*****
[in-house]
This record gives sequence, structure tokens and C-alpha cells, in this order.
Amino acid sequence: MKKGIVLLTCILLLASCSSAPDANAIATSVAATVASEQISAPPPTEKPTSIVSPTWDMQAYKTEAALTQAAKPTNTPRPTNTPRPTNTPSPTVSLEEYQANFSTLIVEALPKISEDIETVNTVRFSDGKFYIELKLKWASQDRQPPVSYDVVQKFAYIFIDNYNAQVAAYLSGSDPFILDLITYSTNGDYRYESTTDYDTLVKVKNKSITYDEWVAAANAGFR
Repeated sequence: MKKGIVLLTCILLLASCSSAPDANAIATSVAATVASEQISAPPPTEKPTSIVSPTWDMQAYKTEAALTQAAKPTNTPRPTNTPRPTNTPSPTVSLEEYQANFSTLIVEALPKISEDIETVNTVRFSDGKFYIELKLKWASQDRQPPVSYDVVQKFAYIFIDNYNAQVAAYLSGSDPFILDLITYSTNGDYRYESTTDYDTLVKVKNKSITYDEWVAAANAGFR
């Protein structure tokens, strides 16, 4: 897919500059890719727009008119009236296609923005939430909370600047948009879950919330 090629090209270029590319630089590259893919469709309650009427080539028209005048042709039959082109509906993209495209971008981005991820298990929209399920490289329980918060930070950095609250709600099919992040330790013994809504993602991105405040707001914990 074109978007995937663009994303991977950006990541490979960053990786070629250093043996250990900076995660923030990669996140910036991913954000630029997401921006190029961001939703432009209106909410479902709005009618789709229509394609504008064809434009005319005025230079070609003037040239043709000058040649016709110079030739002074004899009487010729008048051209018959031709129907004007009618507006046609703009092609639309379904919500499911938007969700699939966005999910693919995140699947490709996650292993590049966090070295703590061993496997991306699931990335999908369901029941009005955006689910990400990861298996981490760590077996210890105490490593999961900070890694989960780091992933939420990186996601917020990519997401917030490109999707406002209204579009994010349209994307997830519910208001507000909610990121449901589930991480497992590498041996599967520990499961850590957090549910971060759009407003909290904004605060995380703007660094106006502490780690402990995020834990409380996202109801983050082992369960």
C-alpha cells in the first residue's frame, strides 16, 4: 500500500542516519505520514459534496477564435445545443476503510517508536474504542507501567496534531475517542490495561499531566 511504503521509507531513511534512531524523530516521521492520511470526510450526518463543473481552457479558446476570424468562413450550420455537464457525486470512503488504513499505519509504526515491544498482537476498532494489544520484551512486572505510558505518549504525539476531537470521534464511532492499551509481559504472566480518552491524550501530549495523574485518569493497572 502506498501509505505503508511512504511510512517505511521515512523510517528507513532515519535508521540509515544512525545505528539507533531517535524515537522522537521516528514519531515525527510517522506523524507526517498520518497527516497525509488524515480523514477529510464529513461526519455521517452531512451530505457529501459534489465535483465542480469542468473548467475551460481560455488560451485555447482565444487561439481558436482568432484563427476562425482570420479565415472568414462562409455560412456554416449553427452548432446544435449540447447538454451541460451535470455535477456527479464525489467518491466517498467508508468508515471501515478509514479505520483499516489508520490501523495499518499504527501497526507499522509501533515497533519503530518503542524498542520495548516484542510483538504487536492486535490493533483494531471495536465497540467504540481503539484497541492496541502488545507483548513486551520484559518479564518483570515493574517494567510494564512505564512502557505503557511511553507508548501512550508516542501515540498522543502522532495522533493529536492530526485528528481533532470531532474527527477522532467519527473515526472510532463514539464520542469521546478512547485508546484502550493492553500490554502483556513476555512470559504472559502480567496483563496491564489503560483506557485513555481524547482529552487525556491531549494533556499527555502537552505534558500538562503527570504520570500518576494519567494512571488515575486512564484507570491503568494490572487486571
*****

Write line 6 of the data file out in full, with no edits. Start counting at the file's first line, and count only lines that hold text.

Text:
C-alpha cells in the first residue's frame, strides 16, 4: 500500500542516519505520514459534496477564435445545443476503510517508536474504542507501567496534531475517542490495561499531566 511504503521509507531513511534512531524523530516521521492520511470526510450526518463543473481552457479558446476570424468562413450550420455537464457525486470512503488504513499505519509504526515491544498482537476498532494489544520484551512486572505510558505518549504525539476531537470521534464511532492499551509481559504472566480518552491524550501530549495523574485518569493497572 502506498501509505505503508511512504511510512517505511521515512523510517528507513532515519535508521540509515544512525545505528539507533531517535524515537522522537521516528514519531515525527510517522506523524507526517498520518497527516497525509488524515480523514477529510464529513461526519455521517452531512451530505457529501459534489465535483465542480469542468473548467475551460481560455488560451485555447482565444487561439481558436482568432484563427476562425482570420479565415472568414462562409455560412456554416449553427452548432446544435449540447447538454451541460451535470455535477456527479464525489467518491466517498467508508468508515471501515478509514479505520483499516489508520490501523495499518499504527501497526507499522509501533515497533519503530518503542524498542520495548516484542510483538504487536492486535490493533483494531471495536465497540467504540481503539484497541492496541502488545507483548513486551520484559518479564518483570515493574517494567510494564512505564512502557505503557511511553507508548501512550508516542501515540498522543502522532495522533493529536492530526485528528481533532470531532474527527477522532467519527473515526472510532463514539464520542469521546478512547485508546484502550493492553500490554502483556513476555512470559504472559502480567496483563496491564489503560483506557485513555481524547482529552487525556491531549494533556499527555502537552505534558500538562503527570504520570500518576494519567494512571488515575486512564484507570491503568494490572487486571